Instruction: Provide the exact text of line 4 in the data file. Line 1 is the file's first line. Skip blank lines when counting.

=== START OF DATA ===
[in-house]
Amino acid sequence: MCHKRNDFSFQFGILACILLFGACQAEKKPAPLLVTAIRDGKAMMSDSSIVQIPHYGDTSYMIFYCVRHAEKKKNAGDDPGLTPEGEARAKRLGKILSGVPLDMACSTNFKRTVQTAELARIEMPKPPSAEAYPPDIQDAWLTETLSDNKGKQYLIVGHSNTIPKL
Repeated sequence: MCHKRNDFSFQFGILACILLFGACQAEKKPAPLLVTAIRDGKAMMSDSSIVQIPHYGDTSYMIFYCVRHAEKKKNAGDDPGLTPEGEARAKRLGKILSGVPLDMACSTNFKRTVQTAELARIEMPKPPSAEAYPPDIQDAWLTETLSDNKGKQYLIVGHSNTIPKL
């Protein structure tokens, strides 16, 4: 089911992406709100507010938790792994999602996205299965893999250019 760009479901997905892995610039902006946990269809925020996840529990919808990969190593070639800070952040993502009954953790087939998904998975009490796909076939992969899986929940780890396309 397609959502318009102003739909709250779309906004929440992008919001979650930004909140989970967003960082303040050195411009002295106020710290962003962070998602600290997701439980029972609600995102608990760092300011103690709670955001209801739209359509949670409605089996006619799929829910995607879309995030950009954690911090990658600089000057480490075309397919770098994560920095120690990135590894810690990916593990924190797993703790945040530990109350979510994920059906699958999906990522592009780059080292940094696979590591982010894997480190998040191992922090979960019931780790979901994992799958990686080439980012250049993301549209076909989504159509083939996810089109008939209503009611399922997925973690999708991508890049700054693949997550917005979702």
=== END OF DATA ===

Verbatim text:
């Protein structure tokens, strides 16, 4: 089911992406709100507010938790792994999602996205299965893999250019 760009479901997905892995610039902006946990269809925020996840529990919808990969190593070639800070952040993502009954953790087939998904998975009490796909076939992969899986929940780890396309 397609959502318009102003739909709250779309906004929440992008919001979650930004909140989970967003960082303040050195411009002295106020710290962003962070998602600290997701439980029972609600995102608990760092300011103690709670955001209801739209359509949670409605089996006619799929829910995607879309995030950009954690911090990658600089000057480490075309397919770098994560920095120690990135590894810690990916593990924190797993703790945040530990109350979510994920059906699958999906990522592009780059080292940094696979590591982010894997480190998040191992922090979960019931780790979901994992799958990686080439980012250049993301549209076909989504159509083939996810089109008939209503009611399922997925973690999708991508890049700054693949997550917005979702």